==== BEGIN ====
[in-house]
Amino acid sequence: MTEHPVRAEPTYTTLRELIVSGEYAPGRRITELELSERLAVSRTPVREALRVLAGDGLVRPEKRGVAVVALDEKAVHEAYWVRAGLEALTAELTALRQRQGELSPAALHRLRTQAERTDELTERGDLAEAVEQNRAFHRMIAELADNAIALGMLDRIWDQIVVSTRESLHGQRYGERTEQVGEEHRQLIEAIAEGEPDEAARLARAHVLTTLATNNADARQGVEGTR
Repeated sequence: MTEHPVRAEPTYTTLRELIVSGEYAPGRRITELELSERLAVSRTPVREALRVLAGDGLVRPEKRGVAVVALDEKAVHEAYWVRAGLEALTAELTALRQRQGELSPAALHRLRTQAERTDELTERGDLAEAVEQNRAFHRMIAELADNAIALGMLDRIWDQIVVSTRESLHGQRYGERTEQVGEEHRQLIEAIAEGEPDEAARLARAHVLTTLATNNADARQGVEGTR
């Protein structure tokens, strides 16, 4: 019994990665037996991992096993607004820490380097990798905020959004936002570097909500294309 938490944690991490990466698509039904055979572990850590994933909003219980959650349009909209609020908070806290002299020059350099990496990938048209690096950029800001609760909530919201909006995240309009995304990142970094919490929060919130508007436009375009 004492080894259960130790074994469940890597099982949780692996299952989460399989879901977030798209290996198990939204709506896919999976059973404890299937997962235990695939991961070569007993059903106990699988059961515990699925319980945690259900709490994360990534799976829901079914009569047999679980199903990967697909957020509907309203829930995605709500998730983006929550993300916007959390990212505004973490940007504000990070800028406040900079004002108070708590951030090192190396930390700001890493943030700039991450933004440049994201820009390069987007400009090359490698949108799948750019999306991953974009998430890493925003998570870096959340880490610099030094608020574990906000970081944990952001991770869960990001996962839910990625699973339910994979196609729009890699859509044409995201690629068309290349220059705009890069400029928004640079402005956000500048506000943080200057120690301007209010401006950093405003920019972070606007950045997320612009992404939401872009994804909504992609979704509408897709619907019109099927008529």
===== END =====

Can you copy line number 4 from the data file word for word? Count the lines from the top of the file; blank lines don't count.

């Protein structure tokens, strides 16, 4: 019994990665037996991992096993607004820490380097990798905020959004936002570097909500294309 938490944690991490990466698509039904055979572990850590994933909003219980959650349009909209609020908070806290002299020059350099990496990938048209690096950029800001609760909530919201909006995240309009995304990142970094919490929060919130508007436009375009 004492080894259960130790074994469940890597099982949780692996299952989460399989879901977030798209290996198990939204709506896919999976059973404890299937997962235990695939991961070569007993059903106990699988059961515990699925319980945690259900709490994360990534799976829901079914009569047999679980199903990967697909957020509907309203829930995605709500998730983006929550993300916007959390990212505004973490940007504000990070800028406040900079004002108070708590951030090192190396930390700001890493943030700039991450933004440049994201820009390069987007400009090359490698949108799948750019999306991953974009998430890493925003998570870096959340880490610099030094608020574990906000970081944990952001991770869960990001996962839910990625699973339910994979196609729009890699859509044409995201690629068309290349220059705009890069400029928004640079402005956000500048506000943080200057120690301007209010401006950093405003920019972070606007950045997320612009992404939401872009994804909504992609979704509408897709619907019109099927008529």